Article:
Youth Diversion

Youth Diversion Programs in LA and SF Offer Kids Accused of Serious Crimes a Chance to Make Things Right

Taylor Walker
Written by Taylor Walker

For a little over six months, kids accused of some serious crimes in Los Angeles County have the opportunity to avoid incarceration, court, and convictions through a special youth diversion program that brings kids into a restorative justice process with the individuals they have harmed, and gives victims a voice in the process. 

The program is modeled after Make It Right, a successful pre-file diversion program LA County District Attorney George Gascón launched as San Francisco’s DA in 2013.

LA’s version, the Restorative Enhanced Diversion for Youth (REDY) program, was launched in November 2021, and expanded in December to cover more serious felony cases, including burglary, arson, robbery, grand theft, and certain assaults. The DA’s office evaluates all cases to determine whether they are appropriate for the program, and cases involving murder, rape and forcible sexual acts, and cases in which the victim suffered great bodily harm. Additionally, kids who would be charged with low level crimes are, instead, referred to Teen Court and other diversion options. 

The REDY process

Kids the DA’s office does deem eligible for REDY must also agree to participate. 

Because the diversion process occurs pre-charging, “we’re not in a place of leveraging people’s cooperation,” said Cristine Soto DeBerry, who served as Gascon’s Chief of Staff in the SF DA’s Office for nine years. 

Instead, “we’re having a really honest conversation with them about the ways they can repair the harm they have caused,” said Soto DeBerry, now founder and executive director of Prosecutors Alliance of California.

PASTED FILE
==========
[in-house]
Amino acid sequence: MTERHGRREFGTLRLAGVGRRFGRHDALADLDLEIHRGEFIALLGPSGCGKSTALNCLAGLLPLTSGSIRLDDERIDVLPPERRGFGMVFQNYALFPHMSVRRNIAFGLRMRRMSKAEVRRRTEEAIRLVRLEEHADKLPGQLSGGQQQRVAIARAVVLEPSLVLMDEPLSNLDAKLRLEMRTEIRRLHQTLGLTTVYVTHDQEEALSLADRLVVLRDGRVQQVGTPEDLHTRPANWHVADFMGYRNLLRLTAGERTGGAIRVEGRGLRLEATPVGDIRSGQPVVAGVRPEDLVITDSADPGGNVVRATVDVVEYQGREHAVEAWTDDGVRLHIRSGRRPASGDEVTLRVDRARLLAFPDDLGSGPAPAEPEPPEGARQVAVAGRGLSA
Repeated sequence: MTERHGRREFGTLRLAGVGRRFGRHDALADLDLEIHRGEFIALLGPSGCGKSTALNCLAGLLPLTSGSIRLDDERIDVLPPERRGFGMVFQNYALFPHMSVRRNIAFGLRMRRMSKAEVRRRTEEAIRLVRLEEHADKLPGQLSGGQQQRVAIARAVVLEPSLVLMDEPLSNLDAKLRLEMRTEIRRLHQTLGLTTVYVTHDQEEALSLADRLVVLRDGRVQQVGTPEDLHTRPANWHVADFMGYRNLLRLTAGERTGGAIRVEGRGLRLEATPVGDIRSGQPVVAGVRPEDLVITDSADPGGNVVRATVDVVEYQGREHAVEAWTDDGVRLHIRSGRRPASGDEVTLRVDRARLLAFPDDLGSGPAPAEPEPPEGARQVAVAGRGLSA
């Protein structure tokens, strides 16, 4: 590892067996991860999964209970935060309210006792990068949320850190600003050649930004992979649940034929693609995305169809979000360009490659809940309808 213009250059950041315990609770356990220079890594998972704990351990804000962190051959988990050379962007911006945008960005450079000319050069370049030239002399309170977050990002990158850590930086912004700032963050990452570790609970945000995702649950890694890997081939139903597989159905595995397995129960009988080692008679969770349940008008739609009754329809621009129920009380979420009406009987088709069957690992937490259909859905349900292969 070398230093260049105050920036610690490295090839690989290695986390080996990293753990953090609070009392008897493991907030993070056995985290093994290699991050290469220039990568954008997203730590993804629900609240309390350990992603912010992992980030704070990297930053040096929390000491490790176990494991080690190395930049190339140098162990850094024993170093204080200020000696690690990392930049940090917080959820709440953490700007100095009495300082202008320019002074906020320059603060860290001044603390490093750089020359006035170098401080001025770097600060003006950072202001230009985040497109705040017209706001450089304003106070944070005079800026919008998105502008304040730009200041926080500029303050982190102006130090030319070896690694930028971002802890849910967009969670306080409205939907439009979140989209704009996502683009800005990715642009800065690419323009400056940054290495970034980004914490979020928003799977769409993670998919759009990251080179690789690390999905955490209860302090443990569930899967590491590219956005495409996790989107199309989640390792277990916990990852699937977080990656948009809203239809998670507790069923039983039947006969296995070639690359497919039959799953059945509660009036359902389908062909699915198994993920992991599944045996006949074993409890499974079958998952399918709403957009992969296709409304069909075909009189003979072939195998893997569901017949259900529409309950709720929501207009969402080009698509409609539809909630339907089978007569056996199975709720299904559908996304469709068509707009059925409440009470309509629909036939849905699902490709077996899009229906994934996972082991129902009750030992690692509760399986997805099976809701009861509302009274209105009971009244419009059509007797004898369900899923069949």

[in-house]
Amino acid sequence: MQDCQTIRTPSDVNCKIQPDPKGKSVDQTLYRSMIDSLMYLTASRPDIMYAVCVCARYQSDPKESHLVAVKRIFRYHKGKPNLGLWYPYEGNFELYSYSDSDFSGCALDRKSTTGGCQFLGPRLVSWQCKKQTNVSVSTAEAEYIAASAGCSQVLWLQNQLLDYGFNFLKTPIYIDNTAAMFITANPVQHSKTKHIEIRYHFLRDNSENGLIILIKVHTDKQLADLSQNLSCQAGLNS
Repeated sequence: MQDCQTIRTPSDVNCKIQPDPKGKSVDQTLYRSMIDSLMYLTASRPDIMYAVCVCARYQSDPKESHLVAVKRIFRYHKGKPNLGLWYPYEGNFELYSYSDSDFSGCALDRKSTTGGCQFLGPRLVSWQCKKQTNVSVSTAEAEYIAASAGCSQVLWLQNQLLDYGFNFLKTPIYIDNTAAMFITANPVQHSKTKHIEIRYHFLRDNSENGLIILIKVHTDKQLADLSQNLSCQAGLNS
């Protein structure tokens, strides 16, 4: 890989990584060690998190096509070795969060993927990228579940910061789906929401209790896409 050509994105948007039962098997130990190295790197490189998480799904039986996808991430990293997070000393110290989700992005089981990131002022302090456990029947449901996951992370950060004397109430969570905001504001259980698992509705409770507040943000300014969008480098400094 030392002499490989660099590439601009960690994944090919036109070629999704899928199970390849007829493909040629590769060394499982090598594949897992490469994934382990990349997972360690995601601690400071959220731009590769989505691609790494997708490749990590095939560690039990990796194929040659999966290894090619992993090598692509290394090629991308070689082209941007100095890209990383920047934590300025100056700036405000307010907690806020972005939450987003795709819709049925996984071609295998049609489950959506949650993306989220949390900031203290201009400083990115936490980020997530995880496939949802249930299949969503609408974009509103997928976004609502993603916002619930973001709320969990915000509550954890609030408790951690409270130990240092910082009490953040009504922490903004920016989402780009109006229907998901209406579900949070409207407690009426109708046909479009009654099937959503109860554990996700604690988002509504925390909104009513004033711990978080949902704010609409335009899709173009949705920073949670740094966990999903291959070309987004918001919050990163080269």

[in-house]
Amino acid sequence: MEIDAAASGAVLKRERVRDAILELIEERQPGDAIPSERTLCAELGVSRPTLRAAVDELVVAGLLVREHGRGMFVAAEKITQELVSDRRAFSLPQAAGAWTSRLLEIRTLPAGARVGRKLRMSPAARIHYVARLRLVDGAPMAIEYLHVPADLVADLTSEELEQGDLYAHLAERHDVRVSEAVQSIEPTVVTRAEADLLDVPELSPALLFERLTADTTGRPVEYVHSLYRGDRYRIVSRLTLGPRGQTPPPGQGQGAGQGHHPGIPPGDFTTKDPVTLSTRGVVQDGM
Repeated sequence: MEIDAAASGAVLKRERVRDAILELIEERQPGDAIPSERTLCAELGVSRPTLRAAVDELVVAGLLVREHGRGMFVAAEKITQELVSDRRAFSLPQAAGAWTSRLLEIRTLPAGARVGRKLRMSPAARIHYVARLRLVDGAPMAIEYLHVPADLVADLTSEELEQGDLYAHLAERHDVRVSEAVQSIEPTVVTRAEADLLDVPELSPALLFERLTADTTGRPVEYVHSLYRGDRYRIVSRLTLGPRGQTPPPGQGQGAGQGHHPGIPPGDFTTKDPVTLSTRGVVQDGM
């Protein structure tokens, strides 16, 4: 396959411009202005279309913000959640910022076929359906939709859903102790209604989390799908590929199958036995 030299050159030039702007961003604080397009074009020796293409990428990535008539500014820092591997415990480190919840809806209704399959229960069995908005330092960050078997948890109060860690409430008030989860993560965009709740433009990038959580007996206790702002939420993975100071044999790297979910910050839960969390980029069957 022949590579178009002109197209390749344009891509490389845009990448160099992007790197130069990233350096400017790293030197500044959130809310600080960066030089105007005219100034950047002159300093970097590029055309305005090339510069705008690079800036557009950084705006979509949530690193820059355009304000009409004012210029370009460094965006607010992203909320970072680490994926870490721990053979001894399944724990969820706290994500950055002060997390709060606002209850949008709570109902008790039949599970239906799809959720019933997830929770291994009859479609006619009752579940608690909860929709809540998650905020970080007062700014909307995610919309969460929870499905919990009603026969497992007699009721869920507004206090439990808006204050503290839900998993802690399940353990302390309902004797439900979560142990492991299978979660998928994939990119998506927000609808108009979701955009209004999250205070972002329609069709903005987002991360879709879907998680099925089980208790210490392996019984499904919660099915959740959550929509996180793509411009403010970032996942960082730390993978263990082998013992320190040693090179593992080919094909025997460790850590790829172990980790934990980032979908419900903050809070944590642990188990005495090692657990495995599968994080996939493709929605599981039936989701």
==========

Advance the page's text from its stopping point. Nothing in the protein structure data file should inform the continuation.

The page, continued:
Those teens who want to enter diversion, receive an individualized program that takes into account the problems that may have led the teen to get into trouble, including substance use and mental health issues.

The community based organizations partnering with the DA’s office on REDY — Centinela Youth Services and the California Conference for Equality and Justice — assess kids’ needs, connect them to services, help them prepare for meeting with crime victims, and monitor them as they complete the terms of their diversion.

Kids who successfully complete the program will not face charges. Conversely, the DA’s office can interrupt the process and file charges against a young person who does not show accountability or who commits a new crime or otherwise fails to meet the program’s requirements. 

In addition to having the opportunity to talk with the teens who have caused them harm, survivors have a say in the terms of each youth’s diversion agreement.

“While victims cannot generally attend the juvenile court process, through restorative justice, we can give crime victims a chance to be a meaningful part of the process to determine appropriate restitution and resolution,” said Jessica Ellis, executive director of Centinela Youth Services and the Everychild Restorative Justice Center. 

Giving victims the opportunity to express their needs need is critically important and all but absent from the regular court process, Soto DeBerry said. As a society, we like to say that the traditional justice system approach is about the victim, she said, but “it’s actually quite tough on them.” 

Victims’ only option for having their voice heard in the traditional court setting, is “reading a victim impact statement after the case has already been resolved,” said Soto DeBerry. Under normal circumstances, victims have “no ability to say, ‘I would like an apology,’ or, ‘I would like them to contribute to the community,’ or ‘I would like them to get the help they need so they don’t harm somebody else the way they harmed me.’” 

Participating victims reported high levels of satisfaction with the Make It Right experience, saying “that they [felt] more respected and more central to the process than they [did] in a courtroom process,” Soto DeBerry noted.

Program proves effective

Recognizing the importance of data collection to judge a program’s efficacy, the San Francisco DA’s Office enlisted the non-partisan California Policy Lab to conduct a comprehensive study of the program as soon as it launched. From October 2013 to May 2019, eligible teens facing criminal charges in San Francisco were randomly assigned to either the Make It Right program or to a control group of young people who would face prosecution.